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7.8 Large Unix File Systems


This article is from the storage FAQ part2, by Rodney D. Van Meter with numerous contributions by others.

7.8 Large Unix File Systems

    There is now an industry group working on standardizing an API for
files larger than 2 GB (the max size normally supported on most Unix
systems). More info as I get it. The WWW-enabled can have a look at
http://www.sas.com:80/standards/large.file and see the various
proposals on the table.

Note that it is VERY easy to confuse whether an OS supports files
larger than 2 GB or file systems larger than 2 GB. My table lists
some of both (thanks to ben@rex.uokhsc.edu (Benjamin Z.  Goldsteen),
Ed Hamrick (EdHamrick@aol.com) and Peter Poorman (poorman@convex.com)
for much of this information).

It is straightforward for systems with 64-bit integers to support
64-bit files; for systems with 32-bit integers it is more complex. On
most 32-bit systems the offsets passed around inside the kernel (most
importantly, at the VFS layer) the file offsets and sizes tend to be
passed as 32-bit (signed) integers, meaning no files >2^31.

On most systems, the argument to lseek is of type off_t, which (on
SunOS and Linux, and plausibly on OSF/1 and others) is declared in a
header file as "typedef long off_t;".

For clients to really have access to large files, three pieces are
required: local FS support, an appropriate network protocol, and
server support for 64-bit FSes. For FTP access, I believe literally
inifinitely large files are possible, but I'm not sure(SHMO). For NFS
access, NFS V2 supports only 2GB files. NFS V3, just becoming
available now, supports full 64-bit files, I believe (anybody have a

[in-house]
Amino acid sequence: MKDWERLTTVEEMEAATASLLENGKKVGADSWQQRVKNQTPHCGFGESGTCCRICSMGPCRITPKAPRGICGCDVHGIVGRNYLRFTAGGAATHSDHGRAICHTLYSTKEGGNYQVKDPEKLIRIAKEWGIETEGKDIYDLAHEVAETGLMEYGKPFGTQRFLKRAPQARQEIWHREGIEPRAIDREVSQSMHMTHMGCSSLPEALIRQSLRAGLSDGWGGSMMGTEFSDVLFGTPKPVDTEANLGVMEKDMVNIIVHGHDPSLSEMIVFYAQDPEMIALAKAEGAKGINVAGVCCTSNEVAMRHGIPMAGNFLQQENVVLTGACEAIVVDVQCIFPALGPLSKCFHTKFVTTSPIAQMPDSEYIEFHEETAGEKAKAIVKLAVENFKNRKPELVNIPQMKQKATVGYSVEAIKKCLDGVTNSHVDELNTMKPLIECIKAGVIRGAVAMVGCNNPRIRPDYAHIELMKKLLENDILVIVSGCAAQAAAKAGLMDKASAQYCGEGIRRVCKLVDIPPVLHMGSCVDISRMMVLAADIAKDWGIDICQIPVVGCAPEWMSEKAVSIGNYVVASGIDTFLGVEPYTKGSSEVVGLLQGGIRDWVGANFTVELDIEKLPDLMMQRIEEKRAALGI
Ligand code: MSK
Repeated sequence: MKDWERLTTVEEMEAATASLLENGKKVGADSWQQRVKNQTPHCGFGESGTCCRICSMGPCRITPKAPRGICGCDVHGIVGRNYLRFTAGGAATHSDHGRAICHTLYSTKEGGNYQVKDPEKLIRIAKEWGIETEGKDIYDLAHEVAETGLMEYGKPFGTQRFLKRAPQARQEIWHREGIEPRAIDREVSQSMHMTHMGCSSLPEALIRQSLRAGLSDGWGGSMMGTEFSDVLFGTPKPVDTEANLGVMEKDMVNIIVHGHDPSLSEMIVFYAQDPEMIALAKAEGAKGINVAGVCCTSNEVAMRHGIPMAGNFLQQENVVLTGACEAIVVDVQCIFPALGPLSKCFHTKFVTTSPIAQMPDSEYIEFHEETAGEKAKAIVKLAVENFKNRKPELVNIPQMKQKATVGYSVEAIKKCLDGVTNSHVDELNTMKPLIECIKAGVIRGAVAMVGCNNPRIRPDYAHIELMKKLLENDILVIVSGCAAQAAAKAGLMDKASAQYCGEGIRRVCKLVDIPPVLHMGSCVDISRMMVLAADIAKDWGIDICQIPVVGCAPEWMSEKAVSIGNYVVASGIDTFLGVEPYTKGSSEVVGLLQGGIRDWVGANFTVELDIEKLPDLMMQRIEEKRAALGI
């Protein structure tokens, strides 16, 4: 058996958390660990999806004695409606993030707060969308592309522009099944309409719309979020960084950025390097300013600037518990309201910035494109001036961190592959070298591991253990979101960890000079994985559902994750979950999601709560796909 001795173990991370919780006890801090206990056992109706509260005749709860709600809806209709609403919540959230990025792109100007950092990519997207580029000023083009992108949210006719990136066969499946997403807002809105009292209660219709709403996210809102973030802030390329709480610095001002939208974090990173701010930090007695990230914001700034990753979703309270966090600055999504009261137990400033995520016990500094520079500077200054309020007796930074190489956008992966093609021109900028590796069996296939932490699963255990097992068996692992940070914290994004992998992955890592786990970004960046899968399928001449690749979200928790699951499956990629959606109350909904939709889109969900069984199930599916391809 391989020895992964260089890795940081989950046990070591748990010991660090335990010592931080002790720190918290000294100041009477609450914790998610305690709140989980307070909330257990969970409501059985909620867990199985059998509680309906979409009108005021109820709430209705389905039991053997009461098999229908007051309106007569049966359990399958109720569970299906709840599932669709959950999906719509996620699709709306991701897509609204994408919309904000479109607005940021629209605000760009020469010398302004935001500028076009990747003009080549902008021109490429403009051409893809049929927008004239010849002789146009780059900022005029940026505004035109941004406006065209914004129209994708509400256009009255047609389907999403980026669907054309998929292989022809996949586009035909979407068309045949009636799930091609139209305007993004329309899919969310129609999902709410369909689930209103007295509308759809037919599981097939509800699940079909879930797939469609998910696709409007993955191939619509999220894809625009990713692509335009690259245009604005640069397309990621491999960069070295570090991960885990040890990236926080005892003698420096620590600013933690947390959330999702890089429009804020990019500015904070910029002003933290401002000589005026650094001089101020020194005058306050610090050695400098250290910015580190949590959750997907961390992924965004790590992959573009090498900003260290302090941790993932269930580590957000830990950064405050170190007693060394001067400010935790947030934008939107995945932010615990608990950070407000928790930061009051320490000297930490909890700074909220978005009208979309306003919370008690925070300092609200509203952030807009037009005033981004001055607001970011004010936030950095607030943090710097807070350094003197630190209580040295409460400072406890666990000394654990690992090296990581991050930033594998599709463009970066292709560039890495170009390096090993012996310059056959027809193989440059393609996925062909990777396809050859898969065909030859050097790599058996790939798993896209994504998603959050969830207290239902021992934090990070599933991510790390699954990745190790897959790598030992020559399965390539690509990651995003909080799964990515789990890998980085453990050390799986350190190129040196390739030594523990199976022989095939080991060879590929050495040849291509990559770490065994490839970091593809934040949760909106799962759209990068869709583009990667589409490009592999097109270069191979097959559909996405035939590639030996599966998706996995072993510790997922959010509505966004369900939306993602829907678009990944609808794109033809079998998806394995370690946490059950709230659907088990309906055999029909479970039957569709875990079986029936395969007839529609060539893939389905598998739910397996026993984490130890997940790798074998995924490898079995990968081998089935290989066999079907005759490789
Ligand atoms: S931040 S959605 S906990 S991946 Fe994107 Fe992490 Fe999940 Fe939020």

reference to the docs? RFC? SHMO). With the notable exception of
Unitree (which does not use, depend on, or appear as, a local FS on
the server), server support for 64-bit files is provided only when the
server's own local FSes are 64-bit.

Even for the systems that do support large files, not all are
programmer or user-transparent for supporting large files. UniCOS is,
OSF/1 is, ConvexOS is not (there are two system calls, lseek and
lseek64, with 32-bit and 64-bit file offsets, respectively, though the
Fortran interface is transparent).

This brings up the related issues.  A complete large files implementation
needs not only the system calls, but also the stdio library and the runtime
libraries for the languages (Fortran, Cobol,...).  Further, system utilities
(sed, dd, etcetera) need to be capable of dealing with large files.

(It has been pointed out that the GNU C compiler runs on most of these
machines, so it is possible to use "long long" as a 64-bit int on
them, but what matters for file systems is the system compiler.)

Here's the start of a table on these. Really such a simple table can't
do the problem justice, but it'll give you an idea. Keep in mind that
many of these systems support many file system types; I've listed only
the most interesting so far from this point of view. I'd like to flesh
it out more completely, though.

1 GB = 2^30, 1 TB = 2^40, 1 PB = 2^50, 1 EB = 2^60
NYR = Not Yet Released

OS/hardware		64-bit C	max	max	NFS	info
			datatype	par-	file	V3	updated
					tition	size	sup
					size	(bytes)
UniCOS (Cray vector)	int, long	?	8 EB?	?	8/94
ConvexOS		long long	1 TB	1 TB	N	9/94
Alpha AXP OSF/1 V3.0
	AFS		long		128 GB	16 TB	8/94	9/94
Paragon OSF/1		?		8 EB*	8 EB	N	2/95
UTS (Amdahl)		?		?	8 EB?	?	8/94
HP/UX 9 (HP 9xxx)	?		4 GB	?	?	8/94
Silicon Graphics
	IRIX 5.2 EFS	long long	8 GB	2 GB	N	9/94
	IRIX 6.0 EFS	long		8 GB    2 GB    N	9/94 (NYR)
	IRIX 5.3 XFS	?long long?	?	?TB?	Y	9/94 (NYR)
AIX (IBM RS/6000)
	4.1 JFS		long long	64 GB	2 GB	N	8/94
Solaris 2.x (Sun Sparc)	long long	1 TB	2 GB	(soon?)	9/94
BSD 4.4			long long	?	8 EB?	?	8/94
Linux			long long	1 TB	2 GB	?	9/94
DG/UX 5.4		long long	2 TB	2 GB	?	9/94
Alliant Concentrix	long long	?>2 GB	?>2 GB	N	9/94 (dead)

* The Paragon PFS (Parallel File System), as I understand it, parallelizes
access to the files; each partition striped across is limited to 2GB, so
really the max partition size is 2GB * # of disks that can be attached.

A slightly more detailed
description of certain implementations
is available with the WWW version.

In addition, the HPSS (see above) supports large files, as does
Unitree (though the Unitree interface to them is limited).


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